However, an “S” Corporation is in my opinion generally inferior to a limited liability company. There are additional taxes to be paid on an “S” Corporation, limitations on the number and type of shareholders and you have to do yearly corporate minutes as an “S” Corporation. It is fairly common in my practice for me to see individuals who have failed to keep their corporate formalities up to date, such as by failing to document their yearly corporate minutes which could jeopardize the status of their corporation as a separate legal entity. This is not an issue with a limited liability company.
Where to Incorporate:
It is generally better to incorporate in the state in which your business operates. Many people believe that it is more advantageous to incorporate in Delaware. This is rarely the choice of the small corporation. The seemingly advantageous laws regarding the governance and liability for the directors and officers of the corporation are not relevant if the owner and the officers of the corporation are the same. In addition, if you do incorporate in Delaware, Nevada or another state where you are not operating, you still have to register as a foreign corporation in the state in which you do business as well as pay taxes in that state. In effect, you are now paying two different states for the right to do business in the state when you are only doing business in one of those states.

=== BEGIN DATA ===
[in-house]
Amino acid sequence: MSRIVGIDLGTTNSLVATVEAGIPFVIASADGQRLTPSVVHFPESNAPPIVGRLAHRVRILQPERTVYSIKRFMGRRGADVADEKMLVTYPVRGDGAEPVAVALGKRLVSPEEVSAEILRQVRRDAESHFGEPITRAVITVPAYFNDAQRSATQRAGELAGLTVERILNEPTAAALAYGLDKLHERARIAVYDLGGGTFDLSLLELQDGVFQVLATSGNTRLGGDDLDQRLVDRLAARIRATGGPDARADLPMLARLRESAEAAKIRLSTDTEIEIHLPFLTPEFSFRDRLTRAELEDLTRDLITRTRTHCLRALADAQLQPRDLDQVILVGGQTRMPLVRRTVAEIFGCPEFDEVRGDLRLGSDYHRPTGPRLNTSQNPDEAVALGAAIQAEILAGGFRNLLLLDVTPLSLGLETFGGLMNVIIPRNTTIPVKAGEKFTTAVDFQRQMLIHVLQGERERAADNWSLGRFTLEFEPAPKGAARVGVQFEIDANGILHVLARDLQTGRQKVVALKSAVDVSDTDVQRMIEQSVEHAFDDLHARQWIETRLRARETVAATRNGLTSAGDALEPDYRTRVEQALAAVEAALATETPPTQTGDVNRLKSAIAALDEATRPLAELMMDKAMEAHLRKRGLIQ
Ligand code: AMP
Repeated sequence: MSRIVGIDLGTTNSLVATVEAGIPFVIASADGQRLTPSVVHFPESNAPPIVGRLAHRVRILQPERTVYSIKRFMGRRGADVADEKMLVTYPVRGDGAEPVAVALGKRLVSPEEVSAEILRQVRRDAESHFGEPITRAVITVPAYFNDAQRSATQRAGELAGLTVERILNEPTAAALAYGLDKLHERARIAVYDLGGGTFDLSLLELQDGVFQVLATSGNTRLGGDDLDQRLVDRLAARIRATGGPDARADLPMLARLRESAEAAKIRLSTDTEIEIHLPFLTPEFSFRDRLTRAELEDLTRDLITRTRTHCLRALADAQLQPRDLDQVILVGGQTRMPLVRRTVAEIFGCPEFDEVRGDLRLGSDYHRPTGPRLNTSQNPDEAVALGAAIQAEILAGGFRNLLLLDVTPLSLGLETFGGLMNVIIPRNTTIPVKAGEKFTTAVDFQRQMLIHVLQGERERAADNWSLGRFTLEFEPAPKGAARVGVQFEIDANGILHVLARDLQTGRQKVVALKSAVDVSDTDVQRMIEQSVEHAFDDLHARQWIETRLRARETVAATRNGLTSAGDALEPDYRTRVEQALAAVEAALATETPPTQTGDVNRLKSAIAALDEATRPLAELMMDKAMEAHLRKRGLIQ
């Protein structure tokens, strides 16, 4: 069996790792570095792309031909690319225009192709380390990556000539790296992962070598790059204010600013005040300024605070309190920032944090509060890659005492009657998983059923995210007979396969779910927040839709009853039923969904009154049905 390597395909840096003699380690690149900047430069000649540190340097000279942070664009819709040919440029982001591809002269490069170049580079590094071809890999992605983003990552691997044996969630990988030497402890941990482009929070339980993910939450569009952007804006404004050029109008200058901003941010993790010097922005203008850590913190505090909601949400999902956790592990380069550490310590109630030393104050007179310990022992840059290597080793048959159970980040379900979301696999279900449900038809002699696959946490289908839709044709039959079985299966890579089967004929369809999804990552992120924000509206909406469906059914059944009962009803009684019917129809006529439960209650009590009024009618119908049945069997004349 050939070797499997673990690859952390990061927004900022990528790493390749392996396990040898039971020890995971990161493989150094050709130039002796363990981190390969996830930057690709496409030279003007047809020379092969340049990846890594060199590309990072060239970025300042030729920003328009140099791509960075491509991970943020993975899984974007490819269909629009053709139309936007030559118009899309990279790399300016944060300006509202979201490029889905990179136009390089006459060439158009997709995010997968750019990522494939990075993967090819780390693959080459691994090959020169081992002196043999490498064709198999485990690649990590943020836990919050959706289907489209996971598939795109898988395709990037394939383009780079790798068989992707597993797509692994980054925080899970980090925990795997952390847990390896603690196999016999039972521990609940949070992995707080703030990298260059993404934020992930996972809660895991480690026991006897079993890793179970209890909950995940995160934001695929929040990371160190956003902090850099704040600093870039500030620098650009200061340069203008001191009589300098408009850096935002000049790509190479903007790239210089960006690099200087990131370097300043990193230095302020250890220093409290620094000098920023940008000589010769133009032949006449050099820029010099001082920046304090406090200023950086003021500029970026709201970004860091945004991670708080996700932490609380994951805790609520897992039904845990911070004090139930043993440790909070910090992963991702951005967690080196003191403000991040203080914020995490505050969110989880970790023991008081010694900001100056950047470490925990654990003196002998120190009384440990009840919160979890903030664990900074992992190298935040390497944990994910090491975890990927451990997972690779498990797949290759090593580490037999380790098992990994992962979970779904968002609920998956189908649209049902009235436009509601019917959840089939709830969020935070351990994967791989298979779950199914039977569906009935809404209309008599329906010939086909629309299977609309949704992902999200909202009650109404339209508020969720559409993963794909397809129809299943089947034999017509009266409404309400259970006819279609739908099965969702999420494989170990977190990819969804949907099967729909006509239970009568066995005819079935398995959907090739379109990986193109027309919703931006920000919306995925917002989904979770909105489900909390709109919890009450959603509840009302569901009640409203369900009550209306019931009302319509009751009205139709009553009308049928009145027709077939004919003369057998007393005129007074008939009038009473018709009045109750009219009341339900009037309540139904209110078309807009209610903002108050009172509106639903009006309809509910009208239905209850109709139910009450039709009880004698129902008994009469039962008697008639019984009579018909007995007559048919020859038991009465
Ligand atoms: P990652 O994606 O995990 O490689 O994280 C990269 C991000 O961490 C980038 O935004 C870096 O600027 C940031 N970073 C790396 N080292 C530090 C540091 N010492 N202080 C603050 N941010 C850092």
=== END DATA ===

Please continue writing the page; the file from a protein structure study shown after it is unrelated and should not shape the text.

Cost of Incorporating:
Of course, the protection afforded by a corporation or limited liability company comes at a price. There is generally a filing fee of approximately $100 to $150 to file the appropriate documents with the state. In addition, at least in California, there is generally a requirement that a corporation pay a minimum of $800 per year tax to the State of California. As well as these fees payable to the state, there is the issue of paying for the actual formation of the corporation or limited liability company. This can be done by yourself, and there are forms that you can obtain from the state in order to start accomplish this task. However, this is not without risk. If the corporation is not properly formed, you could lose the protection of the corporate entity and your personal assets could be put in jeopardy. There are also cheap incorporation services that will provide you with a complete set of documents for around $300 to $500. These kits are usually fairly well done if properly completed but again you could be opening up yourself to personal liability for failing to properly form and maintain your corporation. You can also engage an attorney to form your entity which usually costs from $750 to $1,500 depending upon the complexity of the transaction. This way you insure that the job is done properly albeit at a price.
Overall, incorporating or setting up a limited liability company is a great way to protect your personal assets. You just have to decide whether the price is worth it.
The information contained herein is for informational purposes only and should not be relied upon in reaching a conclusion in a particular area. The legal principles discussed herein were accurate at the time this article was authored but are subject to change. Please consult an attorney before making a decision using only the information provided in this article.